As he opened his mouth to speak, he felt a knot inside his throat. He tried to breathe but the words would not come out. He was choking from within as if someone was squeezing his throat with their powerful hands. The harder he tried, the more painful it became. As his ears turned red seeing the growing giggles and unabashed laughter of his listeners having fun at his misery, his eyes welled up. He wished that the earth would open up and swallow him whole. At least he would escape the embarrassment of his pitiable existence.
When Bruce Willis first opened up about the stuttering problem that he suffered from as a child with the description as mentioned above, the world was shocked. How could it be possible? The audience had never seen or heard Bruce Willis stutter. He was as fluent as all the characters that he had played on the silver screen. Was the iconic Hollywood superstar, widely regarded as one of the greatest action heroes of all time, fabricating a story to glorify his achievements? However, the truth was that he was telling his life’s painful truth. What was shocking to people was how a shy kid could overcome his debilitating handicap and become successful in life. What was shocking to people was how he had shed his victim mentality and become a victor at life, something that the majority of people fail to do during their time on Earth.
Why do the majority of people fail to change their victim mentality and become a victor at life? The keyword here is ‘change.’ Change is a process and like all processes, it takes time. Like all processes, it is difficult. Like all processes, it is driven from within the system, not outside. As the famous proverb says, ‘You can lead a horse to water but you can’t make him drink.’ Similarly, people can be motivated to bring about changes in their lives, but this feeling of wanting to change lasts only as long as the motivation itself. Once the feel good factor vanishes, people are quick to return to their comfort zone, the zone they are accustomed to, the zone they feel safest in, the zone they would not give up even if it meant greater glory in the future. Humans are driven by the present and cannot see beyond their immediate present circumstances. Since change is tedious, difficult, internally driven and involve a long-term investment, most people resist change even when they know that the change will benefit them in the long run. Most people would rather be a stagnant pond than a flowing river. Most people would rather enjoy the delicious taste of a jumbo cheeseburger than the bland taste of a plate of broccoli and lettuce, even though they are aware of the health benefits of both. Most people would like to sleep in until 8:00 A.M. rather than wake up at 5:00 A.M. for a round of jogging and physical exercises. Most people would rather blame the alignment of the stars during their birth, their parents, their family, their neighbourhood, their society, their country and even their government than accept that the fault lies within them.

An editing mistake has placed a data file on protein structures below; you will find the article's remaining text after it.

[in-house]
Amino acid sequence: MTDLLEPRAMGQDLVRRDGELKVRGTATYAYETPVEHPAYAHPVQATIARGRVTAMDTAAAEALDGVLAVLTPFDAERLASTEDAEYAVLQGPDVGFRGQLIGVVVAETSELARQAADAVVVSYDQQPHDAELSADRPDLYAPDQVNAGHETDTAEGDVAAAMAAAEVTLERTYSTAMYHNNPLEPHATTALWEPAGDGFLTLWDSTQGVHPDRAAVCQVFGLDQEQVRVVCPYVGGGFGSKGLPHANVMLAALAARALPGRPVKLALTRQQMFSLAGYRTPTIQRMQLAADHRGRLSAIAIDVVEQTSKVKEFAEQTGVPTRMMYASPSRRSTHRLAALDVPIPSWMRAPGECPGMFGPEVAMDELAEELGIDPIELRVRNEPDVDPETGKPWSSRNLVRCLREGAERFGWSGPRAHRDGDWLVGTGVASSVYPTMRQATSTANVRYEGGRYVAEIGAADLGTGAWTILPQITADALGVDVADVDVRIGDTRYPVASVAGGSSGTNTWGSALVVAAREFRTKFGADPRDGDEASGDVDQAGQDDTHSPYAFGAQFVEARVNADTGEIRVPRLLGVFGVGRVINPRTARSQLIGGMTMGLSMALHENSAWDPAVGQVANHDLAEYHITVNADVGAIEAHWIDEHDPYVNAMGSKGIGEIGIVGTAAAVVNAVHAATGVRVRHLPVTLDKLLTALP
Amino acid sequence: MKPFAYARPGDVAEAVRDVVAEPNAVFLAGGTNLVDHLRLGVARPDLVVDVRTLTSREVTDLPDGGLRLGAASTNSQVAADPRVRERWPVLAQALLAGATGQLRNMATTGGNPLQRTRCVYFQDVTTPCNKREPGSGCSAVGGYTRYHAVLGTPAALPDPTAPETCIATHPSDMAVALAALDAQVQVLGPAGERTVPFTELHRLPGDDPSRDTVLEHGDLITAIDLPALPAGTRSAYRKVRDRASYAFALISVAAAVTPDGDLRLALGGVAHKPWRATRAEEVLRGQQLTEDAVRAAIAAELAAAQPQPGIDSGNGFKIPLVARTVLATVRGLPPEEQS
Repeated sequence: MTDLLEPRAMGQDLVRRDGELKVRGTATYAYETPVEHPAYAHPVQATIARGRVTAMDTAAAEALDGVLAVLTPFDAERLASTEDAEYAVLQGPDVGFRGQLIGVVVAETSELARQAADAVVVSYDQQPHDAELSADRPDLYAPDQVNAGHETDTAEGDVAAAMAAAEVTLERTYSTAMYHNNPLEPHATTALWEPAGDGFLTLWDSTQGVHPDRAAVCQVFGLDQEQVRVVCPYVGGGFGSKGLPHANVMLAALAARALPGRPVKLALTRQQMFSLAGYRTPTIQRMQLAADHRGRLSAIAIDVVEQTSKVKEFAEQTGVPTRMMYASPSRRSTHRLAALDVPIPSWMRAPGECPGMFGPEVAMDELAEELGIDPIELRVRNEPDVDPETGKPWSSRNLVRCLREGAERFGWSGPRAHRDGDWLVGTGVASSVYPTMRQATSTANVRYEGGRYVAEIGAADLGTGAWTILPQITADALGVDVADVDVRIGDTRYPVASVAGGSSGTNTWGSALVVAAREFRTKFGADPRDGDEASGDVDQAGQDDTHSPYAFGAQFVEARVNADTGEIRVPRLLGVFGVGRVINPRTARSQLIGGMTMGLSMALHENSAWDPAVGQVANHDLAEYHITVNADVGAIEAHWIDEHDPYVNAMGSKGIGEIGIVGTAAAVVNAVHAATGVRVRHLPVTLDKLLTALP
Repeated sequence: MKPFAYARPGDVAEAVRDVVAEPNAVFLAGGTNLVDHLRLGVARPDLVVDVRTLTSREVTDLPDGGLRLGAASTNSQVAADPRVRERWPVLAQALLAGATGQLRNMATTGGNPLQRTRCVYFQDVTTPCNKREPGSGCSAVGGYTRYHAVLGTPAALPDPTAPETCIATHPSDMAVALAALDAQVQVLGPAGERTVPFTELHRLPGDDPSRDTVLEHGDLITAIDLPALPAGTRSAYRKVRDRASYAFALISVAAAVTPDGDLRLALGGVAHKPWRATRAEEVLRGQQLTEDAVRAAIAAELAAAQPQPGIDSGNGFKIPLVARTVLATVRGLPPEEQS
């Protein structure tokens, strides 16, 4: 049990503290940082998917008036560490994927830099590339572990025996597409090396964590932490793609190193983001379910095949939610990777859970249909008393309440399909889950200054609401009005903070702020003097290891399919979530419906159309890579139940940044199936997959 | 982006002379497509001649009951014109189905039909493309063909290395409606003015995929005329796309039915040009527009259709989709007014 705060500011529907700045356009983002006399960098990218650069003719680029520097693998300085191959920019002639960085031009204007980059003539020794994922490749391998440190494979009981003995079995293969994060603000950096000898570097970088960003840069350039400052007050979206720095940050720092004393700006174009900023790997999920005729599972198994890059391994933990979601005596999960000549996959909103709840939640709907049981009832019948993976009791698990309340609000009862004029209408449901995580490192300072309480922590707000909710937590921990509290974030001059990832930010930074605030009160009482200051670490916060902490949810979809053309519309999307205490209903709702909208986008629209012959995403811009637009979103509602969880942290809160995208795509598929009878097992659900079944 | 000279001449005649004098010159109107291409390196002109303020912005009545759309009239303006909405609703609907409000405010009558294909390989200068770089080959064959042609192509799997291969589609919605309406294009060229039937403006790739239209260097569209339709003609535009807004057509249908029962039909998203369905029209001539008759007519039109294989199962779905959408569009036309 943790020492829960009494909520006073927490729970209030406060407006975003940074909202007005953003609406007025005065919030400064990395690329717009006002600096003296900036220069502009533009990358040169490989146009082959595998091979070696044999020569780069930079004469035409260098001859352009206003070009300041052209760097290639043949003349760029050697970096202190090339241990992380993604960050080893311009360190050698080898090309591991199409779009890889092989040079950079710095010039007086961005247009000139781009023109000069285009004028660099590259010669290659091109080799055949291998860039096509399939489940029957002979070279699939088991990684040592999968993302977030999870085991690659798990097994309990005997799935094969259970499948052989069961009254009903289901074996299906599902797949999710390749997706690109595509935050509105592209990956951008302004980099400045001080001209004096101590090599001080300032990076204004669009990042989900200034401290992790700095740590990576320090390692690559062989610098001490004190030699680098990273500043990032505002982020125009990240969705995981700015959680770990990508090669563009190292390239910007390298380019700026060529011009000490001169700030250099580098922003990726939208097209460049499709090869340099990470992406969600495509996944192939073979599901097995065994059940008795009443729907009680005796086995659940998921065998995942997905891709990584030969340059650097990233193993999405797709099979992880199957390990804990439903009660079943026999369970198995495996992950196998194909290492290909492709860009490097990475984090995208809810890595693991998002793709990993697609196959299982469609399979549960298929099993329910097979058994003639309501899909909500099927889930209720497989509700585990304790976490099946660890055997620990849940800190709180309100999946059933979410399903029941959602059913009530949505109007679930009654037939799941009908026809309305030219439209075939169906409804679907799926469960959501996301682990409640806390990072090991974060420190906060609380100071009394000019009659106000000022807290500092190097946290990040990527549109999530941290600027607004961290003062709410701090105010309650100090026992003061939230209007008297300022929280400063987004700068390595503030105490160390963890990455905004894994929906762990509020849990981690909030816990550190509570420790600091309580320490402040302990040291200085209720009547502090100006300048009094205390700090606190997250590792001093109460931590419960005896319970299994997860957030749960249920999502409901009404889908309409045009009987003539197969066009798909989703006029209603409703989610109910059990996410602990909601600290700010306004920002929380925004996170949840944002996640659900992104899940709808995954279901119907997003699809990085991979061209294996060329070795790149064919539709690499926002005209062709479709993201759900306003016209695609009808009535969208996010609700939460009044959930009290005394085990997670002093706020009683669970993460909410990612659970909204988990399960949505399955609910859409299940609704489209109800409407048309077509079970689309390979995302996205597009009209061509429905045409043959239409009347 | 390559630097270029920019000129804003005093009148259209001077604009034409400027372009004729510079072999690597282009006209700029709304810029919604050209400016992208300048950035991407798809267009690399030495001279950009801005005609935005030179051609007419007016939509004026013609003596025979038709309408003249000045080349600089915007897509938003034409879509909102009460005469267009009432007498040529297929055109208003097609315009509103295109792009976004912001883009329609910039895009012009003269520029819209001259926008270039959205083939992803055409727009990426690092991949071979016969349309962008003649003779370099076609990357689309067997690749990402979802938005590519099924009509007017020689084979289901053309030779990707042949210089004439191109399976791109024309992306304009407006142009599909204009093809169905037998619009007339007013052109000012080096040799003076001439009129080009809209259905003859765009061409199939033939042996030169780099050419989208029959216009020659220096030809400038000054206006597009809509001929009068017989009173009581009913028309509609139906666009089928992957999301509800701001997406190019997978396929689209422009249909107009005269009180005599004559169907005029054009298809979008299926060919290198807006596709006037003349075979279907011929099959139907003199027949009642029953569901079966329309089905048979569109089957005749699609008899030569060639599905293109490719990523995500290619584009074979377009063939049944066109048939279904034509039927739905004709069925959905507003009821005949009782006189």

However, it still does not answer the fundamental question: ‘Why do people resist change?’ The answer lies in the mental wiring of humans (1). It is science, not figuratively but literally. When a person encounters change, the external stimulus starts firing electrical signals within an area of the brain known as the Prefrontal Cortex, which is like the RAM of a computer. However, just like the RAM, the Prefrontal Cortex can store a limited amount of memory before it is overwhelmed and fatigue starts to creep in, followed by anger towards the change. Since the Prefrontal Cortex is closely linked to the emotional centre of the brain known as the Amygdala, which controls what is known as our ‘fight or flight response’, any change is greeted with anger and hostility when it causes momentary discomfort. Hence, most of the time, our brain would rather access its in-built hard drive, known as the Basal Ganglia, that contains all our stored memories and functions than try something new.
So now you know that change is not really in our hands but our brains, you would not like to change yourself. You may be thinking, “Yeah, change is so hard. What is the use? I will not be able to follow up on my resolution after a few days. I may as well remain the way I am. People know me the way I am. If I try to become someone new, someone I am not, people will not accept me.” Is this the way you are thinking? I hope not. The very fact that you are reading this piece with your complete, undivided attention tells me that you are different from many others in this world. I do not know you, nor do I know your life story. I do not know what is going on in your head right now, or how you are feeling. However, what I do know is that if you desire a major change in your life and if you are thinking that change is impossible, you are thinking incorrectly. Change is difficult, yes, but impossible, absolutely not. If it were impossible, Bruce Willis would have remained another unknown stutterer, still bullied by the society around him, still wishing death over life.